6. The Cute
And yet, sometimes, they must.
As I mentioned, Richardson’s Pamela was an international blockbuster, a bestseller of unprecedented magnitude. All kinds of people bought and read the book, and many more had the book read to them. Beyond that, there was an unprecedented proliferation of material culture about Pamela: Pamela paintings, Pamela woodcuts, Pamela picture-books, Pamela waxworks, Pamela fans, penny Pamela prints. This explosion of merchandise wasn’t just selling the story of Pamela; it was selling, as rapidly as the eighteenth-century marketplace would allow, the image of the heroine herself. And what made Pamela recognizable as Pamela was a curious feature of her costume: in the novel—it’s prominently insisted on in the text—she wears a plain country dress and a little round-eared cap.
The little cap, like Werther’s yellow vest and blue jacket, or like Mary Magdalene’s ointment-bottle, is a sort of conventional attribute—something that distinguishes an image of Pamela from any image of anybody else. But it’s important in another way, too: it makes Pamela, unmistakably, adorable. Little round-eared caps can do that.
The cap—for Pamela as for the baby in this picture—is not only an attribute but also sort of a metonym for the qualities of the body underneath: the Pamela underneath the cap is little and round and pretty as well. She always has a tiny figure, a sweet and nearly circular face, and a plump and curvy body; her own ears are always hidden underneath the little round ears of her cap.
I’ve said that, in Richardson’s novel, Pamela’s physical body has no narrative significance: yet it seems that, in the material culture surrounding the novel, Pamela’s body is very significant indeed. I’d like to submit that Pamela, from 1740, is the first instance of what we now call the cute. In saying this I certainly do not mean to belittle her—or to trivialize Richardson’s novel, or to make light of the cultural phenomena I’m discussing today. Quite the opposite.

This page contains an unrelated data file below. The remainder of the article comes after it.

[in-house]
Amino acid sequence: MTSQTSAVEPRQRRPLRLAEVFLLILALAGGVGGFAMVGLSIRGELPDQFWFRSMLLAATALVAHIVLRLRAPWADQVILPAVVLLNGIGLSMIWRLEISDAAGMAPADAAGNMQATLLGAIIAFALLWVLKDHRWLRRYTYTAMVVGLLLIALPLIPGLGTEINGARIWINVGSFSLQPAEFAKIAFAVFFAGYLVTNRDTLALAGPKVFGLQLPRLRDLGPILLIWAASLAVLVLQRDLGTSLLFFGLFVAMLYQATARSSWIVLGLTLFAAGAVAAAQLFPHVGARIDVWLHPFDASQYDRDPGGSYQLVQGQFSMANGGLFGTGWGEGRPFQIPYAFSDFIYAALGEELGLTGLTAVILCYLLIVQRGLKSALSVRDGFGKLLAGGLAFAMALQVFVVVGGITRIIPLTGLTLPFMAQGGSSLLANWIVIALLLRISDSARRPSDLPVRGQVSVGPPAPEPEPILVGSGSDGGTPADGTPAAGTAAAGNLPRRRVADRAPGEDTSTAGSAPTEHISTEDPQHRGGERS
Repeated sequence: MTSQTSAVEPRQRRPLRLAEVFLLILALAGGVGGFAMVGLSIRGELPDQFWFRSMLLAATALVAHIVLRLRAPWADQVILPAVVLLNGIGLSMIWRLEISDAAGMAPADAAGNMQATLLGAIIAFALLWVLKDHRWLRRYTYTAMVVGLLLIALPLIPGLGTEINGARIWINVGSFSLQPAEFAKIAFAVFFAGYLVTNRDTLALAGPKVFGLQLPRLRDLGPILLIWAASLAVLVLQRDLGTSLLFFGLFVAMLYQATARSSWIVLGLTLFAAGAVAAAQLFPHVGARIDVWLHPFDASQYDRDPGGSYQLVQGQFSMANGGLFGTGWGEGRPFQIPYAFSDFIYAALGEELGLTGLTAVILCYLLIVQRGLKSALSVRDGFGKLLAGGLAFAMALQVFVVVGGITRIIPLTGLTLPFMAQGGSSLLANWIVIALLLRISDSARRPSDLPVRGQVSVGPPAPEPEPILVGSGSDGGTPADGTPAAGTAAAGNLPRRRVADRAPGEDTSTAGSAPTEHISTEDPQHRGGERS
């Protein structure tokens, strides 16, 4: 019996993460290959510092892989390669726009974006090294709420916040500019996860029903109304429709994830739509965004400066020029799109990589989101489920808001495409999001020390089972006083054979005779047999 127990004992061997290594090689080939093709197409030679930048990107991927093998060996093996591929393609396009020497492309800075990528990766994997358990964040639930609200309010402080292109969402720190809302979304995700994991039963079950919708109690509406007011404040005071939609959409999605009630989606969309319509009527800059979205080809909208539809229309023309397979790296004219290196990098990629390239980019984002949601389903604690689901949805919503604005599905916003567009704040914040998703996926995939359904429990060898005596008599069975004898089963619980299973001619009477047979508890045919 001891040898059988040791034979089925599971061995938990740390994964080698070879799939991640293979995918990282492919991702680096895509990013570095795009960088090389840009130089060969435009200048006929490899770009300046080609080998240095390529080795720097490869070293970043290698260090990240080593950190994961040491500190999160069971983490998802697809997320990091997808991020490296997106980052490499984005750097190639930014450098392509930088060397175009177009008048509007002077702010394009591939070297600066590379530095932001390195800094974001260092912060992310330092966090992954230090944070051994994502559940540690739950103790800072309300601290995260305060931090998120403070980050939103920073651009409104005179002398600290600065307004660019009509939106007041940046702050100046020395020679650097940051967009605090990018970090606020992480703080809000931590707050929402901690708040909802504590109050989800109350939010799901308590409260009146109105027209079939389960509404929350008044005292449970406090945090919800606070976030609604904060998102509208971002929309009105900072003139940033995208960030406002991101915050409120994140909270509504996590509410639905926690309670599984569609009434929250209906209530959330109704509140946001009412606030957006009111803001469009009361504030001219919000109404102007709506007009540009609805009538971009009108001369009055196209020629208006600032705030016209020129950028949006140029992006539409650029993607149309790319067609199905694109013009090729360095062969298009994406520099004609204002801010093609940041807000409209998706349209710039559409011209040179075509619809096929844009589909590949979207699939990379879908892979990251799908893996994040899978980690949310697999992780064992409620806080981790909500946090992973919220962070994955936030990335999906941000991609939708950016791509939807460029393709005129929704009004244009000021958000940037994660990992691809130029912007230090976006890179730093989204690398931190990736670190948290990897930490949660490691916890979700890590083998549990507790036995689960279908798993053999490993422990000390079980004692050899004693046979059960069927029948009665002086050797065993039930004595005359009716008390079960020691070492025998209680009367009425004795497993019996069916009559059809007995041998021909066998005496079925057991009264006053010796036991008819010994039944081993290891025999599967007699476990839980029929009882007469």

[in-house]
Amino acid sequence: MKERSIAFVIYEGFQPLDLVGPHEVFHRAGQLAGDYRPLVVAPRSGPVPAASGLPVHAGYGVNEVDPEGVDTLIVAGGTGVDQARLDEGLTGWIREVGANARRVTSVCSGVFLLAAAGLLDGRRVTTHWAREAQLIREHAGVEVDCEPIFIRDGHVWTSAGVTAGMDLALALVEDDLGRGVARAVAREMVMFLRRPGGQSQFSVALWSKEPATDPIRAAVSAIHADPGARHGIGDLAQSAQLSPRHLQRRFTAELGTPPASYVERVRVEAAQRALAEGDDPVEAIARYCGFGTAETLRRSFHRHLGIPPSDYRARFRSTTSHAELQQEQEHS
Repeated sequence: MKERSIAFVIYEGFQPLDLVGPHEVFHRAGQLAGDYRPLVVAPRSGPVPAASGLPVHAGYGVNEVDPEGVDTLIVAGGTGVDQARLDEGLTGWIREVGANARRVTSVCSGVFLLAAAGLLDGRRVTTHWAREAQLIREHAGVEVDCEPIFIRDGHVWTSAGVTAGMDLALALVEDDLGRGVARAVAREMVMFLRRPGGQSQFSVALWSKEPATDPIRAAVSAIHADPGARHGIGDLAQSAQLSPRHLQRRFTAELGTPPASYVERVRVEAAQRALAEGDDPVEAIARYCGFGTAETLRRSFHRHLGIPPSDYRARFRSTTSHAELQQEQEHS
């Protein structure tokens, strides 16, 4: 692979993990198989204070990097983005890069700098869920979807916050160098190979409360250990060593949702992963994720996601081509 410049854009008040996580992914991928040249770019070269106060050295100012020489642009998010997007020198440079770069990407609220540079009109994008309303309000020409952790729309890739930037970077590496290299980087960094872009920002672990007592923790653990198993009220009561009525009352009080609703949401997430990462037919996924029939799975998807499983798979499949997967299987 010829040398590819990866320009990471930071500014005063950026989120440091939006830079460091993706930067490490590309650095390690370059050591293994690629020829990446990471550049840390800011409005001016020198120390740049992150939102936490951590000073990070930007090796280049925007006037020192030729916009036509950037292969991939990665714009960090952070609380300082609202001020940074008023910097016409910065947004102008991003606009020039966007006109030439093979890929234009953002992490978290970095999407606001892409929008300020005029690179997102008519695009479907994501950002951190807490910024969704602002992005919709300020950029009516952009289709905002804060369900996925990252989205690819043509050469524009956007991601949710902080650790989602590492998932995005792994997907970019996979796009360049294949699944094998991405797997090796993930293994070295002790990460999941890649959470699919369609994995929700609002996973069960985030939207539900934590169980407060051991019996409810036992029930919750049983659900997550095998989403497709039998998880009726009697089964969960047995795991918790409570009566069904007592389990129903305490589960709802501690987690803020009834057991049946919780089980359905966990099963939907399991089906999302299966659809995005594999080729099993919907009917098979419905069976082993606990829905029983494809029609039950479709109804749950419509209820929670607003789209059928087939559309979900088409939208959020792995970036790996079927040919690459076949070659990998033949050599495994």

I think it is tremendously important that we can draw a straight line from Pamela, in 1740, to this polar bear in 2011. Like Pamela, this polar bear is vulnerable—I mean physically vulnerable, in bodily danger. And like Pamela, this polar bear can be represented for us in a way that makes its body matter.
Swift challenged us to locate ethical significance at the surfaces of mere bodies; I’ve tried to show how that kind of ecological thinking, ecology by contact, has become almost impossible in our latter day. But that almost is what interest me. The cute, I’m thinking, is the aesthetic form in which some objects insist on their ethical significance: not by calling out to our reason or our sympathy, but rather by making their ethical claims irresistible.
And that, finally, is why I want to think about ecology and the cute together. Following those modern notions back to the eighteenth century lets us understand the ethical importance of contact and think through our resistance to it. Our resistance to the claims of objects is what makes this line of thinking so compelling for me. In our own late modernity, we’ve learned to be insensible to the broader ethical consequences of our physical relatedness to objects. If our economy threatens to collapse under exotic technologies of financial mediation, then we’ve lost contact, literally, with the material determinants of economic value. If we’re on the brink of ecological catastrophe, it’s because we’ve literally mishandled the material environment. If we allow our government to solicit terrorism with violence, then clearly we’ve forgotten that literal, tactile contact has ethical consequences. Ecology—and I mean that in the most general sense—depends on making ethical contact with individual bodies; the cute, I’m suggesting, is the way such bodies make claims on us, despite our resistance to the notion that they should. Thank you!